Are your financials in good order?

Good griefwe're already halfway through the year!

By now, there is adequate data from your business to indicate whether or not you are on track to hit your milestones and goals for the year. You probably have a “gut feel” about things, and the raw data is there, but do you have the financial reports in good form so that you could prove your gut feel to yourself? Or anyone else for that matter?

Reports that justify how you think your business is doing are important for two reasons.

The first, and best, reason for good financial statements is so that you very well understand your own business. I can remember the first time I ran an eye down the accounts and saw total spending for a certain category. “I spent that much on that?!” I really had no idea. It was a normal part of running my business, but seeing the number made me realize the need to rethink the process behind the expense.

Here's the next best reason. Good financial statements are critical to justify your financial accuracy and stability to an outside party. That may be for a bank loan, potential investors, or an auditor.

Relying on bank statements to run your company can lead you astray, sometimes to a disastrous degree. Thinking the bank balance is what you can spend is usually false, because it does not take into consideration what checks are outstanding, and you may spend more than what is actually available.

Or let's say you receive a loan from a friend or family member and deposit the money. Relying solely on bank statements, and without your proper documentation and financial accounting of the loan, the IRS can decide it should be counted as income and should be taxable! You'd then have to produce the loan documents (that would, hopefully, have been drawn up at the time of the loan and not as a result of this problem) to prove the deposited money was not income, and therefore not taxable. The sheer amount of time it would take to communicate and convince an auditor, not to mention the stress of the situation, would have been saved many times over had the loan been recorded correctly at the time. And as one who has seen numerous audits of many kinds, I can tell you that once an error is found, the auditor will dig deeper and harder looking for more, because there usually are.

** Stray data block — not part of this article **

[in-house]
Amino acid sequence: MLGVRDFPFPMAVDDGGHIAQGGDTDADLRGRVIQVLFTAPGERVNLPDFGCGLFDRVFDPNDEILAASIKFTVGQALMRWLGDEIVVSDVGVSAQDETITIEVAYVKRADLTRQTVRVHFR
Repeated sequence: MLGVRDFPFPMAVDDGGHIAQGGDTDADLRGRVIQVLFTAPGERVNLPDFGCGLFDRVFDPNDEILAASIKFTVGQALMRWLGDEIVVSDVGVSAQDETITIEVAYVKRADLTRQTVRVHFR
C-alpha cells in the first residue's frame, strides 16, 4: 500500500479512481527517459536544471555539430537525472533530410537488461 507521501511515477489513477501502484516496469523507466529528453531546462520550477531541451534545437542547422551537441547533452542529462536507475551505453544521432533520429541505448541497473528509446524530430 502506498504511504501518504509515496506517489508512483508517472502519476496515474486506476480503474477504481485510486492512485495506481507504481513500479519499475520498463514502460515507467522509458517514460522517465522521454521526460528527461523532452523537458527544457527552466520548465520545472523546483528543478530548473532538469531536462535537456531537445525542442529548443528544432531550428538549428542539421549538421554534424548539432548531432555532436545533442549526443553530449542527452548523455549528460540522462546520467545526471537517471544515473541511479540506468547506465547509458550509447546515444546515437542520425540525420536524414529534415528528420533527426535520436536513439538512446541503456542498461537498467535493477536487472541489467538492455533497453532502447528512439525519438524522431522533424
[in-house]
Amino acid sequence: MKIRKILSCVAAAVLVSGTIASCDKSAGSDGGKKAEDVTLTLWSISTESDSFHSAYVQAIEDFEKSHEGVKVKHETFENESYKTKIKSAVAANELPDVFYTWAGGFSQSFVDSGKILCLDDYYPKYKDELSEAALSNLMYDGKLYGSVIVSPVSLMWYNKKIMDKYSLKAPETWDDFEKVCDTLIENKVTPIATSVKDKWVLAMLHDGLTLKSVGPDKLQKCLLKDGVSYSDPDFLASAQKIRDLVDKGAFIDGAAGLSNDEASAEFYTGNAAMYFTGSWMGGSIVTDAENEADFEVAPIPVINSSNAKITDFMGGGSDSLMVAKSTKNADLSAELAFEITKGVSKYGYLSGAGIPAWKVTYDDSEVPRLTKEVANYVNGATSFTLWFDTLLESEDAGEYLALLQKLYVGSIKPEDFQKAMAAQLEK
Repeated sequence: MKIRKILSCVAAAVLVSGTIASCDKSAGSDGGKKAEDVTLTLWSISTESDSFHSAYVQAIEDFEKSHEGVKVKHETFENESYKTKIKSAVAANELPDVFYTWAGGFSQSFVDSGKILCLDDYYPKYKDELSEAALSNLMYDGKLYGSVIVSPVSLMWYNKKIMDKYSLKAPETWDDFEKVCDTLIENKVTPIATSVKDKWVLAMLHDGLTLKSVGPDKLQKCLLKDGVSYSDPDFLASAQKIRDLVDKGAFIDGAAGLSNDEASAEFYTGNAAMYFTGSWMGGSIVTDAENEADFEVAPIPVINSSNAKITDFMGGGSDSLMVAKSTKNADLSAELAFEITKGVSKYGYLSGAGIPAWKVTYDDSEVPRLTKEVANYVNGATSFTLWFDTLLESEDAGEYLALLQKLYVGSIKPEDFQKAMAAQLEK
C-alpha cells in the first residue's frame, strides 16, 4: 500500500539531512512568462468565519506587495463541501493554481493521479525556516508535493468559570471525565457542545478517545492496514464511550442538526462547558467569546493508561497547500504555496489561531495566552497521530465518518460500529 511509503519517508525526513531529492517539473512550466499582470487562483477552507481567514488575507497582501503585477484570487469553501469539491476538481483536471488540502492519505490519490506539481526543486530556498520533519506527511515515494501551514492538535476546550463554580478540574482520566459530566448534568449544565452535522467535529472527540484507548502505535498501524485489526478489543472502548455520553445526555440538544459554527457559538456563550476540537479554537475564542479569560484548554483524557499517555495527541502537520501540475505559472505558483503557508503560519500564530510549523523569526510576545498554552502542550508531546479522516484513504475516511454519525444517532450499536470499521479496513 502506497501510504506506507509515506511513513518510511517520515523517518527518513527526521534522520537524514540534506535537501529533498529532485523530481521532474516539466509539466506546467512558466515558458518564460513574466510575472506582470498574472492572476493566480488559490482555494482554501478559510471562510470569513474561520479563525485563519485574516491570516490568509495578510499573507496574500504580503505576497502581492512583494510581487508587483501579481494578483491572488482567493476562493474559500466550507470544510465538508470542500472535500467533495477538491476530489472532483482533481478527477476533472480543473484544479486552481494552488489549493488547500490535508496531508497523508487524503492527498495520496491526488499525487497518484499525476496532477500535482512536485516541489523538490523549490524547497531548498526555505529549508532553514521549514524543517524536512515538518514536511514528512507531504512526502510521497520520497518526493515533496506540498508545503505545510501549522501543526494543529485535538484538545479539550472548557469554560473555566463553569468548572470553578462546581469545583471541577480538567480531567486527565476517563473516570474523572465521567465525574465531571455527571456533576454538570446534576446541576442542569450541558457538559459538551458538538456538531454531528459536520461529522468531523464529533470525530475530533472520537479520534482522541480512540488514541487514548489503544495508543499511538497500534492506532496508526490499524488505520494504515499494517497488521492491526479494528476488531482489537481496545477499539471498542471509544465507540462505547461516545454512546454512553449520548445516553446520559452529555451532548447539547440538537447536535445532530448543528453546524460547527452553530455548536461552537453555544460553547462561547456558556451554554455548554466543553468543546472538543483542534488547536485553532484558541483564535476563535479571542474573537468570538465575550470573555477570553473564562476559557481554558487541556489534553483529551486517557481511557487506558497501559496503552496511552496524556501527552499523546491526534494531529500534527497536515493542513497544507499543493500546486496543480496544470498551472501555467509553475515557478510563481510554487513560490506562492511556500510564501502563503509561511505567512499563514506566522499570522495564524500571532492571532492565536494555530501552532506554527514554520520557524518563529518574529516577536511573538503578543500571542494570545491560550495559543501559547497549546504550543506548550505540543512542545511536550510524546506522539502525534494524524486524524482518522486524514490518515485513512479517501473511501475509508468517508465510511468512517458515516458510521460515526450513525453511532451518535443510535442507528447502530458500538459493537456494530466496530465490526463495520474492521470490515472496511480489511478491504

Similarly, bankers know that bank statements do not tell the whole story, so they would require additional information to even consider making a loan. The income statement would tell them what your revenues and expenses are, and the balance sheet would show assets the company has, as well as what other liabilities you may already owe.

If you're not sure you could come up with financial statements, it could be time to talk with an experienced bookkeeper to help you produce them, or to advise you in setting up a process for you to follow yourself.

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